Clearly, as a college kid, Hakan had unusual access to money, handy if you’re looking to impress. Once he bought some earrings for a pretty girl—“model pretty,” Hakan says, and looks almost sheepish. She was a Greenwich teenager named Amanda who worked briefly for his mother. One day, she said something flirty to Hakan like “You never buy me anything.” Hakan tells me, “It had been a very good day trading, so I bought her $3,800 earrings at Tiffany’s,” which he really did. (She confirms she got earrings.) Then he quickly adds, “And I bought something for my mother and sister, too, so they wouldn’t be jealous.”
Maybe it was a similar urge to please that led Hakan, out of the blue, to e-mail a dean at NYU about a gift. The dean invited an NYU development exec to a meeting. “They were shocked at the amount,” Hakan tells me giddily. Hakan, who high-school classmates thought lived in an apartment over a hair salon, said he had in mind a donation of $21 million of family money.
Even if a person prefers the view of Hakan as a goofy, bungling adolescent, “a kid with crazy hair in the air,” as he describes himself, there’s clearly another side to him. That is the financial sophisticate.
At the prison, there’s a crying little girl seated next to me; her cries fill the air like a siren. And Hakan, bursting to fill me in on the details, must nearly shout. “I started reorganizing my family finances when I was 12,” he tells me. “Initially, it was one hell of a depressing task,” he says. “I used to wonder why my life was so awkward.” Later, he came around, he says in a letter. (I’ll receive five—each with clumsy misspellings. “Priveledged” is one.) “It was my first real taste of freedom, and I liked it,” he wrote.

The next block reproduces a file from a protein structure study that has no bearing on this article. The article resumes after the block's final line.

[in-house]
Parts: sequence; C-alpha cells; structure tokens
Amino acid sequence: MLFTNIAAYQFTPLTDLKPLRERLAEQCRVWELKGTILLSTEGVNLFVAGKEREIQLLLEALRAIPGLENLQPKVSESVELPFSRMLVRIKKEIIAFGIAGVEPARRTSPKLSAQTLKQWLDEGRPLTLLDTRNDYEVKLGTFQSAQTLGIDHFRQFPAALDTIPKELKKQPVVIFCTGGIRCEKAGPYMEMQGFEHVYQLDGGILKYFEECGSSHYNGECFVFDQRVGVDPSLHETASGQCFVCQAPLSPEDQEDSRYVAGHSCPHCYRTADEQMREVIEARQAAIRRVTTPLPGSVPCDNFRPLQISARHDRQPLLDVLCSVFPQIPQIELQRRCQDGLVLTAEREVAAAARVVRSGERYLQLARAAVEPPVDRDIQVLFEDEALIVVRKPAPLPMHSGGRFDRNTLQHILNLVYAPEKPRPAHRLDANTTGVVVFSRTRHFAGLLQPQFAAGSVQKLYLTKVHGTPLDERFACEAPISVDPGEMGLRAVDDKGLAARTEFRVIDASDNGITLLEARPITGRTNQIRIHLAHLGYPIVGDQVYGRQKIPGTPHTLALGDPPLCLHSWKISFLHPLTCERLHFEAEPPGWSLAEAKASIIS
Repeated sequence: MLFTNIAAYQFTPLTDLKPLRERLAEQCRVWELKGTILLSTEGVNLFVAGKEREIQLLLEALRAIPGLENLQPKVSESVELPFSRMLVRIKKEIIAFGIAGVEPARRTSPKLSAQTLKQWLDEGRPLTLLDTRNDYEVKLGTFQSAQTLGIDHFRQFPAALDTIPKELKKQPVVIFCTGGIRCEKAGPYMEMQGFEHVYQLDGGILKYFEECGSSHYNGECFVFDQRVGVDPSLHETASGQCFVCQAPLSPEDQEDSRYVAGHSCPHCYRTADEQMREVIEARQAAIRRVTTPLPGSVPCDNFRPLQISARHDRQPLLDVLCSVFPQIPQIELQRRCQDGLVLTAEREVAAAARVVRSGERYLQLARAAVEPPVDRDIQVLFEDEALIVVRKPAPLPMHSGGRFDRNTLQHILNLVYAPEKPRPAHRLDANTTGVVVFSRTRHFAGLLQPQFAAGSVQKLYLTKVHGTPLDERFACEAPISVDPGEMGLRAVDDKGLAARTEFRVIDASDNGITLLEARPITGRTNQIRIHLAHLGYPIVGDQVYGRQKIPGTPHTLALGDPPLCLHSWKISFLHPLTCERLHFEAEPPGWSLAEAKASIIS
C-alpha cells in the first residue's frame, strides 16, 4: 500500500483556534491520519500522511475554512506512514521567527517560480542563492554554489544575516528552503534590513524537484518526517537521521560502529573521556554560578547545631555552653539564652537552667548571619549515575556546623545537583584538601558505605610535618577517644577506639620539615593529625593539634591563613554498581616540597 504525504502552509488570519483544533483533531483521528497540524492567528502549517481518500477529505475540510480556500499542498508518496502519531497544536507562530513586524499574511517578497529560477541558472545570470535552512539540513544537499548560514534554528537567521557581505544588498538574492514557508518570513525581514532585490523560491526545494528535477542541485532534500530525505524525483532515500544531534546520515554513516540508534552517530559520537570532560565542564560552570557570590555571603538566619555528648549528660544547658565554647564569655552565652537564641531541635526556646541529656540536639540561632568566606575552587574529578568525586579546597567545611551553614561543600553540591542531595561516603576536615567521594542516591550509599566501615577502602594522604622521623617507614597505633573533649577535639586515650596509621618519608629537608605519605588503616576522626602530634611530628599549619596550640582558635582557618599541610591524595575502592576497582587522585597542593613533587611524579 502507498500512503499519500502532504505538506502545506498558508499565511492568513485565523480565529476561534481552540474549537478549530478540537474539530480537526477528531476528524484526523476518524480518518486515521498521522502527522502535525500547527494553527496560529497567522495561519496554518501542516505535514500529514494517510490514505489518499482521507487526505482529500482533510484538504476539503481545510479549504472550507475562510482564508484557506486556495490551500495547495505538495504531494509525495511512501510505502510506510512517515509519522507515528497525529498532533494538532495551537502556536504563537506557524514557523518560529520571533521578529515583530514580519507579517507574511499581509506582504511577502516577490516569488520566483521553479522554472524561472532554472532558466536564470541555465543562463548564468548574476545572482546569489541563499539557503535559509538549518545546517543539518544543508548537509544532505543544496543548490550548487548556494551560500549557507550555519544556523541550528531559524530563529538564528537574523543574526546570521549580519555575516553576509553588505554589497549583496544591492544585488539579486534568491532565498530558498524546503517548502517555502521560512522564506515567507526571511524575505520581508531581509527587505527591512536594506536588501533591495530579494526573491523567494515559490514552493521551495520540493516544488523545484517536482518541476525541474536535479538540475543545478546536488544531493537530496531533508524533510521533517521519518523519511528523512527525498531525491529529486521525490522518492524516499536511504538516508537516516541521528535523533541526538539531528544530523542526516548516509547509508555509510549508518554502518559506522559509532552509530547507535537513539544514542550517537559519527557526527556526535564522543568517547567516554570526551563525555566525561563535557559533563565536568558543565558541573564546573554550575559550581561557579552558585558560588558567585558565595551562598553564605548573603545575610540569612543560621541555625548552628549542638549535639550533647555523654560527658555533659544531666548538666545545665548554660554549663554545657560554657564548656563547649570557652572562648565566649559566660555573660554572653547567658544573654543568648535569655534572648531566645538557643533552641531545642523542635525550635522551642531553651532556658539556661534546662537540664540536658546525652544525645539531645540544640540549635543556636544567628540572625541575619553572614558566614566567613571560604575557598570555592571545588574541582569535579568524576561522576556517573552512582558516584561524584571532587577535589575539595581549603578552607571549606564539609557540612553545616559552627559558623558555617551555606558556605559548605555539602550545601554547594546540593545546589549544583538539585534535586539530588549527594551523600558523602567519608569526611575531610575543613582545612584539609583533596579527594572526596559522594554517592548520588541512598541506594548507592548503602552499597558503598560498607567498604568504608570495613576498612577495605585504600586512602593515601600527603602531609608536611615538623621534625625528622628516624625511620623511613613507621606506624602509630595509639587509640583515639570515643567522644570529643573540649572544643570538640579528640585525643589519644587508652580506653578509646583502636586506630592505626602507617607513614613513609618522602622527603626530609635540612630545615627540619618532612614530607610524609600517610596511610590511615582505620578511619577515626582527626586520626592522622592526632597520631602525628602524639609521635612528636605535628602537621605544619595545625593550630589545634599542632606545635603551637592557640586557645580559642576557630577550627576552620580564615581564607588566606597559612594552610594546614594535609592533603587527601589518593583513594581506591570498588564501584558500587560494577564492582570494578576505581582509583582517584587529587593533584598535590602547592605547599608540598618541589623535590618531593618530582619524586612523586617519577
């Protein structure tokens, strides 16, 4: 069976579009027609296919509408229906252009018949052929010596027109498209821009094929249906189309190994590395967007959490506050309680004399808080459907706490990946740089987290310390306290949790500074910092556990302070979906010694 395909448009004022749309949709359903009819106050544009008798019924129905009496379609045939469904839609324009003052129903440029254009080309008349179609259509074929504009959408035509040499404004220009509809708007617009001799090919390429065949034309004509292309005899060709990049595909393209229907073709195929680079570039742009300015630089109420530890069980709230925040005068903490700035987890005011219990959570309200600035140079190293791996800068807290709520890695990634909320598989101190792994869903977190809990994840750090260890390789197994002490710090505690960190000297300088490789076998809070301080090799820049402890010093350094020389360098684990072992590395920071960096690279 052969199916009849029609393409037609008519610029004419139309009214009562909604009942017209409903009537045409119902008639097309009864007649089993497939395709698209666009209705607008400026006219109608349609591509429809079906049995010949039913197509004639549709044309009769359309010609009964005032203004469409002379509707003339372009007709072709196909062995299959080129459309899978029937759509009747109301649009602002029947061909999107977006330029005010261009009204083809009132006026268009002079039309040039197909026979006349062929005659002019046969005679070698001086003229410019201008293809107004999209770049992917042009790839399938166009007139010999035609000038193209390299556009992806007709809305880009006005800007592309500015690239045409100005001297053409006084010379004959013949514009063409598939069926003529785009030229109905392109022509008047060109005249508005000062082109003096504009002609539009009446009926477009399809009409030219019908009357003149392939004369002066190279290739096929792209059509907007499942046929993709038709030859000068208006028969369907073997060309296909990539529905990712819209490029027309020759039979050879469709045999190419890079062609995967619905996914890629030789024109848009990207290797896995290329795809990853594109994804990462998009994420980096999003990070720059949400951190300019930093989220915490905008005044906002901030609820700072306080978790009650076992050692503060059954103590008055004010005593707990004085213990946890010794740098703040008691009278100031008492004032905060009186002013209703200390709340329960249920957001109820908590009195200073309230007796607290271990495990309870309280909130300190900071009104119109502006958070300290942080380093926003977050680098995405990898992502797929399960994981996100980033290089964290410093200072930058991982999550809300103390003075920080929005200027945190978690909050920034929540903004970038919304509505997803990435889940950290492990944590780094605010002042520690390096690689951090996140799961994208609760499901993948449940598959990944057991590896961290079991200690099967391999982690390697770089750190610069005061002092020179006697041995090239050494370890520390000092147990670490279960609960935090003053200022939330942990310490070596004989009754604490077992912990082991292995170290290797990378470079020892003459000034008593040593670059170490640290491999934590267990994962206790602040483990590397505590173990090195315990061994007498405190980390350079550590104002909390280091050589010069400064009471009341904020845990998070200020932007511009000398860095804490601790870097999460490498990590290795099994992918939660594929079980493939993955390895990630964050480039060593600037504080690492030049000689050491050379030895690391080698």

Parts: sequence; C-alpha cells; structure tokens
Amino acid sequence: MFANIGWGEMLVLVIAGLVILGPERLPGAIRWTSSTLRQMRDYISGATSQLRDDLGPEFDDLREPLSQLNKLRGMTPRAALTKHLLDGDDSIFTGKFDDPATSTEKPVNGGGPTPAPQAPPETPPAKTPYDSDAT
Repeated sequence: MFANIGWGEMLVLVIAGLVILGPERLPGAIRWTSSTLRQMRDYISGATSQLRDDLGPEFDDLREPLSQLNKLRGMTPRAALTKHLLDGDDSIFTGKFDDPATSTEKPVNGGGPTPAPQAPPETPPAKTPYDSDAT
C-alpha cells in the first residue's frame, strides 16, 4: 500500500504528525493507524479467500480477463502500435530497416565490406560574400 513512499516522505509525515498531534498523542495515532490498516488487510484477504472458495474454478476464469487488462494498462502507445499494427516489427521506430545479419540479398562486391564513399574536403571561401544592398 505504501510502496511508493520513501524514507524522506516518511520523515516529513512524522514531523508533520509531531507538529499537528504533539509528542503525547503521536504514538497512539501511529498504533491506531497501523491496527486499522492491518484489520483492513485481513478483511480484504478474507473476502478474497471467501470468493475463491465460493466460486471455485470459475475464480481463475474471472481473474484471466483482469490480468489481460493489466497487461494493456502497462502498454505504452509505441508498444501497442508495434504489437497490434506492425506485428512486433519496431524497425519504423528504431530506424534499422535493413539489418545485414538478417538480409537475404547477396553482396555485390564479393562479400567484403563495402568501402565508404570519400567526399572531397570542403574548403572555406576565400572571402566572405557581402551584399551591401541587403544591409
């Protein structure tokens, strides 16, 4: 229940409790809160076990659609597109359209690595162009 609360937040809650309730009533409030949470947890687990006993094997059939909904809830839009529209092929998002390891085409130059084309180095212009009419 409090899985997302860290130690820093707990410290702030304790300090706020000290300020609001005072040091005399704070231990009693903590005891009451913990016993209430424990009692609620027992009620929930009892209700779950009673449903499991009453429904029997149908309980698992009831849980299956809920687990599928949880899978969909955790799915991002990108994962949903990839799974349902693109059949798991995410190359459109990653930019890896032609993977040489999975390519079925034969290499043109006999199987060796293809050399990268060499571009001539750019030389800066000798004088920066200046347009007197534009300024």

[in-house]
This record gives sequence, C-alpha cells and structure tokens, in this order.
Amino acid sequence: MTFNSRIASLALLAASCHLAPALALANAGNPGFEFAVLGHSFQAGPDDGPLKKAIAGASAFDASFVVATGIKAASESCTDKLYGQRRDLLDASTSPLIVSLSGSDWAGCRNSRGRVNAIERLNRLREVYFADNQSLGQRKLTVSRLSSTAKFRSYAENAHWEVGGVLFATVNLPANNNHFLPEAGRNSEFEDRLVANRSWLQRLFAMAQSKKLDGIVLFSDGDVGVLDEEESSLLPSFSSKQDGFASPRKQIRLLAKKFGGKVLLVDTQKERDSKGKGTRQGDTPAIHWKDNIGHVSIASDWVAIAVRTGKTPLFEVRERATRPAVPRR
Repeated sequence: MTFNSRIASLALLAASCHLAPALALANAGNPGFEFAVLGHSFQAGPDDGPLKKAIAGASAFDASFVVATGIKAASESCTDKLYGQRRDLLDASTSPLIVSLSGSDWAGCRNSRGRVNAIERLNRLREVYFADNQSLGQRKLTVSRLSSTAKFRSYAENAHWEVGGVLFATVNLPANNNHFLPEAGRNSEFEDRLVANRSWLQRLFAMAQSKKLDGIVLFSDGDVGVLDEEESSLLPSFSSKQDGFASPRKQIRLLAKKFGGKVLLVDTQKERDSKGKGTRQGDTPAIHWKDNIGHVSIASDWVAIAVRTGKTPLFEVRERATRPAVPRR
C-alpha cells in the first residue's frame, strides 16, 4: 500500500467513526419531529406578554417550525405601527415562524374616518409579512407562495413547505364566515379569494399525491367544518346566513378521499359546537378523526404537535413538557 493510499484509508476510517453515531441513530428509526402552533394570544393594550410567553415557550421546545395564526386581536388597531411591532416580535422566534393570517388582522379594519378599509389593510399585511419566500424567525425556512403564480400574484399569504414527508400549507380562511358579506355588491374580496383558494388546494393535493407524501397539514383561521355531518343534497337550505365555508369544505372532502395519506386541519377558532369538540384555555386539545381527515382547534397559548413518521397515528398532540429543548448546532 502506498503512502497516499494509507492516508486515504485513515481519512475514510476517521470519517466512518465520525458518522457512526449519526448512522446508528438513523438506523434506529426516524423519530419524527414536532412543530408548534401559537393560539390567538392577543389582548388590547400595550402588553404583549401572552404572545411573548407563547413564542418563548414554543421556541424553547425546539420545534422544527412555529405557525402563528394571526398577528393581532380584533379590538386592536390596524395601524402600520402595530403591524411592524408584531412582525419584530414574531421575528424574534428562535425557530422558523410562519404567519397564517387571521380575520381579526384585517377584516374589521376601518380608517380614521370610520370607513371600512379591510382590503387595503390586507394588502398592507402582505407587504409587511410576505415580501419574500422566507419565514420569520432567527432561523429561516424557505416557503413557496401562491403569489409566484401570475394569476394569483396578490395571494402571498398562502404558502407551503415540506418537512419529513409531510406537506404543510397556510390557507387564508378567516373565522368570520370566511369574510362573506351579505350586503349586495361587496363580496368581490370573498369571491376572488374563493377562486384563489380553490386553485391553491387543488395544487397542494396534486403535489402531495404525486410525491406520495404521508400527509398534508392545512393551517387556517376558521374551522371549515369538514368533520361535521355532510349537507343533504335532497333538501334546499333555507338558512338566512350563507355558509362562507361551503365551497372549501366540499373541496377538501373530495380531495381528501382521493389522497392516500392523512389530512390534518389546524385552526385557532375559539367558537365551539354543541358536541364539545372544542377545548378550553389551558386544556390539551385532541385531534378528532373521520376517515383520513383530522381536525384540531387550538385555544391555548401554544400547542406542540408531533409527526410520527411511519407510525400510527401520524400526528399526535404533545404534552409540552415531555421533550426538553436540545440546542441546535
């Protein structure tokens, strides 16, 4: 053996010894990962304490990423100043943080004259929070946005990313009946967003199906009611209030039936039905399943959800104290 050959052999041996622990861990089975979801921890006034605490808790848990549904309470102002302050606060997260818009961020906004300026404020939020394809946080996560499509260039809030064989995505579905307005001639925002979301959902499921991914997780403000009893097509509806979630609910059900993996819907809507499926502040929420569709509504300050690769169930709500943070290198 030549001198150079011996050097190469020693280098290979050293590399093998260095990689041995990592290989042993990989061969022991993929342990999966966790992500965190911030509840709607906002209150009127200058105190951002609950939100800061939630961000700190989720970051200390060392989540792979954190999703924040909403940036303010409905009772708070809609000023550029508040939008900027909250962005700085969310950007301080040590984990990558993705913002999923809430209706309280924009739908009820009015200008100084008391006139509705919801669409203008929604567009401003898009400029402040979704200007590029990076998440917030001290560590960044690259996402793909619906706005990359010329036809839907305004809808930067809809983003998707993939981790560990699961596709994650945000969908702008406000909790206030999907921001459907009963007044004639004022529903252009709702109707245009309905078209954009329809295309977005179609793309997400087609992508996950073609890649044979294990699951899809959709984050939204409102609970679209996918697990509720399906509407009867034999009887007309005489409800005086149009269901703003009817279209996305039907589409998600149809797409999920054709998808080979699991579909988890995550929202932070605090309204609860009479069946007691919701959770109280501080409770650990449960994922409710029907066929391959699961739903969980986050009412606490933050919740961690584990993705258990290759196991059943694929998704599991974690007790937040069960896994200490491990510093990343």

Hakan tells me about a family holding company he formed and the dozen related companies under it, offshore and onshore. All kinds of trusts, revocable and irrevocable, and in Turkey too. What really gets him excited, though, is talk of trading. “I would have loved to have been on a trading floor,” he shouts into the prison phone. Hakan’s trading skill is apparently the type that springs into being fully formed. He’d never worked as a trader, but credits his skill to books—his all-time favorite is When Genius Failed, the story of Long-Term Capital Management, the Greenwich-based hedge fund of Nobel laureates, whose collapse threatened the U.S. economy. Hakan, a student of that hedge fund, paid for research into its trades. That Hakan dreamed of being a hedge-fund guy I don’t doubt. He talks like a fan, relishing the trading tidbits as well as the minor details of real hedge-fund guys’ lives, the fancy car one drives or the stupendous sum another makes.